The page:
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Tipsheet

One of America’s Largest Retailers Will End Paid Emergency Leave for Unvaccinated Employees

AP Photo/Rogelio V. Solis

Retail company Kroger will eliminate paid emergency leave for employees who are not vaccinated against the Wuhan coronavirus, the Wall Street Journal reported Tuesday. The company will also reportedly require some unvaccinated employees on the company’s health care plan to pay a $50 monthly surcharge. 

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Kroger, which is headquartered in Cincinnati, Ohio, employs 465,000 workers. While the company implemented tighter COVID-19 restrictions for unvaccinated employees, the WSJ notes that employees were never outright required to get vaccinated. Rather, vaccination was highly encouraged.

“We have been navigating the COVID-19 pandemic for almost two years and, in line with our values, the safety of our associates and customers has remained our top priority,” a spokesperson for Kroger said in a statement to Washington, D.C.-based publication The Hill. “To accomplish this, we created and amended several workplace policies at the onset of the pandemic to support our associates during immense uncertainty.”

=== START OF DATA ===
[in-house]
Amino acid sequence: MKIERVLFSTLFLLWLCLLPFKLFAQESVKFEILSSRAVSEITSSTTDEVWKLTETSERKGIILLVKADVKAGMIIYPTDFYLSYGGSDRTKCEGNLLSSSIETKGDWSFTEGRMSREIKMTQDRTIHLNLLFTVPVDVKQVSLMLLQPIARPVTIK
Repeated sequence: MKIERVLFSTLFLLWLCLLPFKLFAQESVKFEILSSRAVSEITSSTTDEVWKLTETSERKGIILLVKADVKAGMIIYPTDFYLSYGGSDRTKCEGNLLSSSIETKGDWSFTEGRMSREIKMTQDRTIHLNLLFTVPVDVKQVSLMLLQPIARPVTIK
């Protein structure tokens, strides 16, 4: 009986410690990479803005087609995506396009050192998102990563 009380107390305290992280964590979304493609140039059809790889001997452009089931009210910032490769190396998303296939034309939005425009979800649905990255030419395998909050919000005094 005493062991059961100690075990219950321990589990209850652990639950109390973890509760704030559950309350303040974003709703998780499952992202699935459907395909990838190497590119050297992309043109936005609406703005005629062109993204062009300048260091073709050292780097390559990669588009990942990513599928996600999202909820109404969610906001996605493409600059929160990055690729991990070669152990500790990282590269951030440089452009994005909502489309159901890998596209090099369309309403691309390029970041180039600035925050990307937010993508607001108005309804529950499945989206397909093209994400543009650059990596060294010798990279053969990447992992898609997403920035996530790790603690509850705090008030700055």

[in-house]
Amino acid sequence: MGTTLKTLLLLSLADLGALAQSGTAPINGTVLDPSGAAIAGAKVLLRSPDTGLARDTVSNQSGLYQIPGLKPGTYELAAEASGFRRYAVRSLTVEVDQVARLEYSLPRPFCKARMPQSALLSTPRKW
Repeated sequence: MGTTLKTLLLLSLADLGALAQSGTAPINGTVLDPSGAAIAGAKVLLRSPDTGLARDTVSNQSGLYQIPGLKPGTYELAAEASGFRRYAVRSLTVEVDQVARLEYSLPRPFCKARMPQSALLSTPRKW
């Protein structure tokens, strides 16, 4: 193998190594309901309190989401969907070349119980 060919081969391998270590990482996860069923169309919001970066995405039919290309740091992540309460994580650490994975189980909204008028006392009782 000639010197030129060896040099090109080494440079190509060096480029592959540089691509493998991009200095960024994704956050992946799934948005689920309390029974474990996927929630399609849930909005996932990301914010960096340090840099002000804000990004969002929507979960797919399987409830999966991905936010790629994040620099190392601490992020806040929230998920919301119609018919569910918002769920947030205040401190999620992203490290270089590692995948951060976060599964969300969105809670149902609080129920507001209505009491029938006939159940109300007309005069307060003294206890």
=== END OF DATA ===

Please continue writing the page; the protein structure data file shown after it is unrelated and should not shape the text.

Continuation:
Both the monthly $50 surcharge and the repeal of two weeks of paid emergency leave for unvaccinated employees who contract the virus will go into effect Jan. 1. 

“A Kroger spokeswoman said the company is modifying politics to encourage safe behaviors as it prepares to navigate the next phase of the pandemic, and that the changes are designed to create a healthier workplace and workforce,” WSJ reported. “She said the company considered feedback from employees and customers to guide its policies, and that Kroger will continue to encourage sick employees to stay home and seek support of a physician if they contrct the coronavirus. Unvaccinated employees can take paid time off or apply for unpaid leave, she said. Kroger has been motivating staffers to get vaccinated with a $100 payment.”

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Employees with approved medical and religious exemptions are unaffected by the company’s new policies, the WSJ claims, adding that “it continues to prepare and develop responses to OSHA’s Covid-19 vaccine requirement.”

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